A Word about the Readings
by Father Gethin
(The readings may be found here)
In today’s Gospel we return to St. John’s account of the Last Supper, because it is just now, in the days following Easter, that Christ’s teaching, there, at the Passover, becomes more plain: only now, as we see how the Law and the Prophets are fulfilled in our Lord’s Passion, and the way of Redemption opened by His Resurrection—only in the peace and beatitude of Easter—can we begin to contemplate the way that lies ahead, both for Him, and for us. For Jesus, the story of His earthly Incarnation reaches its completion and fulfillment with His return to the Father, to take His seat in heavenly glory. And this, He tells us, is for our joy also, though at first it will seem a trial and a sorrow. Like the disciples we wonder, what can this mean?
In the first place, like the people of Israel, who longed for the restoration of their earthly kingdom, we must come to accept that our faith is not a vessel of earthly reward; it is not for the glorification of this mortal life that Jesus suffers, but so that we may pass from this earthly way into His own, heavenly, kingdom. Our joy is to be eternal, and perfect, free from the fears and limits of our lives here and now. And we know this because Jesus goes before us, as He told the disciples, ‘to prepare our place’. Our humanity is already there, in His person, God and man; not, as the Athanasian Creed reminds us, by the conversion of the Godhead into man, but by the taking of our manhood into God. We are to be the guests called up from the lowest seats at the feast, to come and sit with the Lord at the high table, where our joy is full, and free. Yet this is hard for us at first, the turning toward a heavenly goal and blessing, because it means the loss of our earthly ambitions and aspirations, such as they were, before we knew God’s Redeeming love for us. The hopes we had, in our fallen troubles, were the only good we knew then, and it is at first a kind of heartbreak, to let them go. But Christ calls us away from those old dwellings, only so that we may come, and dwell with Him. Always the greatest difficulty that we face is to allow ourselves to imagine that God, God Himself, should truly love us in this way. We expect at best a handout for the poor; He gives us Himself.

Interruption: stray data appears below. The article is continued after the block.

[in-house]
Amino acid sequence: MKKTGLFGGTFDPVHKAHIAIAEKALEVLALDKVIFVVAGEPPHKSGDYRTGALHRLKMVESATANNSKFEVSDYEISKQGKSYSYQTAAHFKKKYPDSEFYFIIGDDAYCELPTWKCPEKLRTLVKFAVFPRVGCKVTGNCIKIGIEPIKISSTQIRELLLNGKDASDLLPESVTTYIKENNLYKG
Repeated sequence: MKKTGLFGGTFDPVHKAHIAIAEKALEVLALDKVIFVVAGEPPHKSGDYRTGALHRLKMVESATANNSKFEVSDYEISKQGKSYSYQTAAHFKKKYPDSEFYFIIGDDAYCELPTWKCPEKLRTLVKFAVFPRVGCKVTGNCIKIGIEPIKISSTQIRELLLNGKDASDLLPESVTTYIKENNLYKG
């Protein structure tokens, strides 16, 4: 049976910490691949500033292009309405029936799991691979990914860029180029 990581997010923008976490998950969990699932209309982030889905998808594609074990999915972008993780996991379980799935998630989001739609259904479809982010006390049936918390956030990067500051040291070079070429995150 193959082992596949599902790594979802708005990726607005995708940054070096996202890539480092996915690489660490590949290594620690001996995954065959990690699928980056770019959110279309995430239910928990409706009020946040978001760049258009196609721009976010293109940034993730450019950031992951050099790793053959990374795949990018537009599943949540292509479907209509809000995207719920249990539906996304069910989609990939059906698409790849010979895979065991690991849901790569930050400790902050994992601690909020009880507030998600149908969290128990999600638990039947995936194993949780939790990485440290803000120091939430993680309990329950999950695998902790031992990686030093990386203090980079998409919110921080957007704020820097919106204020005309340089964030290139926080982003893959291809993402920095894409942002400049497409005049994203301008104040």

And therefore, says St. Peter, you are ‘strangers and pilgrims’ now, in this earthly life. And as pilgrims, you are signs of the destination for which you travel. “Let your conduct among the Gentiles be honourable; that, whereas they speak against you as evil doers, they may, by your good works which they shall behold, glorify God in the day of visitation.” We are to be the icons of heaven, which means that we both begin to know the joys of that new homeland, as we turn to its King with faith and thanksgiving, and that we reveal its promise to the world around us, as we suffer the trials of this corruptible earth, yet more and more are found “rejoicing in hope, patient in tribulation, and continuing instant in prayer.” (Rom.12:12) So let it be, according to His word.